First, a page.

"Reusability" has become a major buzzword over the past two years. The word "reusable" is now part of a new vocabulary that includes reusable information objects, reusable learning objects, reusable nuggets, etc. Let's examine the problem that generated the concept and these terms.

There is a great demand to get both information and learning opportunities to widely dispersed populations with immediate needs. In a global organization, disseminating the right content to the right people at the right time in the right amount has become a high priority requirement. Logically, if we can create content and place it in an information repository in discrete chunks each time we develop information packages and/or learning programs, we can then go into this repository, withdraw relevant chunks for a particular group or individual, combine these into coherent packets and deliver them to anyone, anywhere, at any time.

Great idea. Now for the reality. Each chunk of information or learning must be properly identified (tagged) so that it can be easily located and retrieved. Each has to be in a form and contain information that is written in a manner that is relevant to the recipient. If you require a combination of these chunks, they have to have "compatibility", i.e. have to fit together and make sense in combination.

While this can and is being done, I believe that there are some false expectations being promulgated by proponents of reusability. I could go on at length, but let me state a few here:

  1. There is an assumption that you can create "neutral" chunks of information or learning -- ones that can be used for a variety of recipients. This is a false notion. These are not objects as in object oriented programming or like letters in an alphabet. A piece of writing takes its meaning with respect to an intended recipient, and within a context of what has come before and what will come after. Using linguistic jargon, each chunk has a connotative as well as a denotative meaning. The more sanitized the individual chunk is -- for reusability purposes -- the less meaningful it is for any person or context.

    You can reuse photos, brief descriptions of things, definitions, etc. But if you write a technical piece of content, you do it with some image of the recipient in mind. Is it a salesperson, an end user, a systems engineer or a journalist? The bottom line is that content reusability is highly ify. You have to make it usable before you go for reusable. And when you do this, you may be reducing its reusability. Quite a paradox!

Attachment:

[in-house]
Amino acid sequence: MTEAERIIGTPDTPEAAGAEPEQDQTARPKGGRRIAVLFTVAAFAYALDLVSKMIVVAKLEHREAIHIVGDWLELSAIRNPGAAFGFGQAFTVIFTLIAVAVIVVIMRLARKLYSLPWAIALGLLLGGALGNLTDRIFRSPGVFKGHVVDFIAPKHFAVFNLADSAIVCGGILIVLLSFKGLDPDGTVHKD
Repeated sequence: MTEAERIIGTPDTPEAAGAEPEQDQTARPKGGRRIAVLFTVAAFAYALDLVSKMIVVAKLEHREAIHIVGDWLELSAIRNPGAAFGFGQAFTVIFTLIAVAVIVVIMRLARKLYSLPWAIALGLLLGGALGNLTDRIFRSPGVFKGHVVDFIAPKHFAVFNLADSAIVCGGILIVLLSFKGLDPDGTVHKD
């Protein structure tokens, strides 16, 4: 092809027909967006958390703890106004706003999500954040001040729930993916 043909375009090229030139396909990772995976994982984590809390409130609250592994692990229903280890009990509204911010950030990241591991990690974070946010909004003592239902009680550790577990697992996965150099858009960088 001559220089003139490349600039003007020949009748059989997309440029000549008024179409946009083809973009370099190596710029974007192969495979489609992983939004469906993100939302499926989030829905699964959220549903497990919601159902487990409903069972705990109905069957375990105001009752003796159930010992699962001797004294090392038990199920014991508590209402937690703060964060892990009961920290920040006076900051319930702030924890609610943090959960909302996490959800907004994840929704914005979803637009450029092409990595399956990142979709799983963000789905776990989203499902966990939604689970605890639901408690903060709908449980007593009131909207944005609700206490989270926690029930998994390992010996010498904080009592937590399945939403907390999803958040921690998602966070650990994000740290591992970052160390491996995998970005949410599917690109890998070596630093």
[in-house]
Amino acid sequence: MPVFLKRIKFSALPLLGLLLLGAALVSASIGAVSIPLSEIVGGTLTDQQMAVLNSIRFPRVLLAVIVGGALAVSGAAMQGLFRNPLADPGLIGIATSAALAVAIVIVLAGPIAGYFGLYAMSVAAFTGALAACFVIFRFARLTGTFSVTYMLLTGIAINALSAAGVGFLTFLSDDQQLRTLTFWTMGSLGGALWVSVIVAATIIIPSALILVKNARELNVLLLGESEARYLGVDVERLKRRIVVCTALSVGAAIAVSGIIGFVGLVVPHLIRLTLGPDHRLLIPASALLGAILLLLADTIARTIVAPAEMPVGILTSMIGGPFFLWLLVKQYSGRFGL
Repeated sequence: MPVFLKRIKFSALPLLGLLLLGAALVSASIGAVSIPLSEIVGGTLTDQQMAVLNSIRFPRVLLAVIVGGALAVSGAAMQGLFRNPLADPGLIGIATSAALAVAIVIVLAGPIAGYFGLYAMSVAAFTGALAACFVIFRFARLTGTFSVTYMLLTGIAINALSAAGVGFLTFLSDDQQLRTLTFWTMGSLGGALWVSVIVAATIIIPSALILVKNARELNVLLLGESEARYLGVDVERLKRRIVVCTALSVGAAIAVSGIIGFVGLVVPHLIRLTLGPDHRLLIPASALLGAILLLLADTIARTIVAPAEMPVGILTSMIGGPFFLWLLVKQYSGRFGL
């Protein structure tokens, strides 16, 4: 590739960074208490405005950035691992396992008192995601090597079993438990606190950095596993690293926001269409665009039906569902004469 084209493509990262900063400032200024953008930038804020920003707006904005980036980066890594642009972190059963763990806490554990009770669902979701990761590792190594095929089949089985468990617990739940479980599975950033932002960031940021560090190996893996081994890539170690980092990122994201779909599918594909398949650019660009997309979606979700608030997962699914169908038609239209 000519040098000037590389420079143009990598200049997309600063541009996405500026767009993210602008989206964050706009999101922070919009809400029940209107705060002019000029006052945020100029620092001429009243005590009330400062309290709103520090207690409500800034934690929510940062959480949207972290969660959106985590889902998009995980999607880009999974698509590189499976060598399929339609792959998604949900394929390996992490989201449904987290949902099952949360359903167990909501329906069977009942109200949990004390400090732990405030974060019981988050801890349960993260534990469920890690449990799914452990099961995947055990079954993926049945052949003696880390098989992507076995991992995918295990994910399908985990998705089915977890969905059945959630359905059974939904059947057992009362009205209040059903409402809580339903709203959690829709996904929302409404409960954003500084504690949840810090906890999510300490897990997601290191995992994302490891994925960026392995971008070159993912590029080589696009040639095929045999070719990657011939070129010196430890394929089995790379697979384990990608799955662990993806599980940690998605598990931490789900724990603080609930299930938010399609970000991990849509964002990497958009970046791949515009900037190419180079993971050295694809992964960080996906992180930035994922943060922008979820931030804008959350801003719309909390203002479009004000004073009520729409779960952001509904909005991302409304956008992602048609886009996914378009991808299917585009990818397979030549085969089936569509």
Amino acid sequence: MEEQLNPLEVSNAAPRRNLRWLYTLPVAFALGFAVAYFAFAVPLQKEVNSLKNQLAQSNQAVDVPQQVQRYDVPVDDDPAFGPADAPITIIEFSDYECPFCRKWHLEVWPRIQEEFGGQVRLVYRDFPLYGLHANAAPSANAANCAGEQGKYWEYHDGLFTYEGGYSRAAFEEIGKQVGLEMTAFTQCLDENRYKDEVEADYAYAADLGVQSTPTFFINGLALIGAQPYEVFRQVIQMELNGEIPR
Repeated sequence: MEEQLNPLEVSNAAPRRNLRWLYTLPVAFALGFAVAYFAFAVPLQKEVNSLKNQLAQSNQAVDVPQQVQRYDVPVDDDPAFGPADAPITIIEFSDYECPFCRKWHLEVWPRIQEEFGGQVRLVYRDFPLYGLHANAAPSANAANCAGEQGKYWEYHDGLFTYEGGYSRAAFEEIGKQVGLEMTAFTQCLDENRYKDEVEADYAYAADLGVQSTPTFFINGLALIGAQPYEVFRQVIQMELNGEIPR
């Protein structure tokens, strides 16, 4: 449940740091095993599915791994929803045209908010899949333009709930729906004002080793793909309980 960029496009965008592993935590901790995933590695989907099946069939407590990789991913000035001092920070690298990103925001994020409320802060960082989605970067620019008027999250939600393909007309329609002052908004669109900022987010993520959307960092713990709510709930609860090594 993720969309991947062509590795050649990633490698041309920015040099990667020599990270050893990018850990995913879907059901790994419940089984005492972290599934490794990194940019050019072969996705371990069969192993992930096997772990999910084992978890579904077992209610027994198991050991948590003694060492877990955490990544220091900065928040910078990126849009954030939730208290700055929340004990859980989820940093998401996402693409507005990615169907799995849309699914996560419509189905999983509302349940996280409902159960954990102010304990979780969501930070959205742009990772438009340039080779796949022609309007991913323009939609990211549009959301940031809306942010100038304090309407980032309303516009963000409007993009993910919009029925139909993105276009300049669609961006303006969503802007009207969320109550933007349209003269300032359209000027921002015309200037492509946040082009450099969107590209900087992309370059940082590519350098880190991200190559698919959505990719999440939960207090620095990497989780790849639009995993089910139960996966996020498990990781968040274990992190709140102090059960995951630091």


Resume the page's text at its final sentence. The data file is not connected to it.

2. Imagine your closet as being a repository of clothing chunks/objects. You want a particular look and feel today. Can you pull a sleeve from one item of clothing, a pocket from another and a cuff from a third? What about color, texture, fashion, season, taste...?

    What you create may end up looking like a clown's costume. When you put together chunks of information or learning you may achieve a similar result.

  3. All right. Perhaps I'm setting up a straw man. We can create varying outfits from combinations of blouses, slacks and belts. However, notice what is occurring, the chunk sizes have increased. We still require compatibility. And a range of sizes. So, too, with IOs and LOs (which I'm sure you now know what these mean). Rational fit, just because they have the right content, is not very likely if they were created for different purposes and contexts and don't match. Once again, if you force everyone to create each chunk to a prespecified template and to be recipient neutral, you are likely to get relatively meaningless combinations that will be of use to no one.

  4. Where reusability is in highest demand is where there tends to be the highest volatility of content. Product information, competitive information, innovative technology, new systems, new procedures... No sooner have you created the content than it changes. This means that stored chunks can become obsolete rapidly. As information tends to multiply at greatspeed, we soon have huge information repositories filled with aging information. So we have to vet the information. This requires effort and resources. My experience is that maintenance of information and instruction is often neglected. Will we be inclined to do it better in the reusability age?

I am not a cynical person. However I am skeptical. I still have not seen viable reusability systems except in limited contexts. What I believe is far more fruitful with respect to reusability is the following:

  • Creation of reusable instructional templates into which new content can be poured,but which are instructionally sound for building learning.
  • Creation of reusable task analysis templates that can be applied to new systems that require similar types of procedural and declarative learning.
  • Design and development of reusable learning exercises that are adaptable to a wide variety of content and learners.
  • Design and development of job aid templates that adapt to a broad range of performances.
  • Creation of delivery and presentation formats with demonstrated effectiveness that allow new information to be poured into them.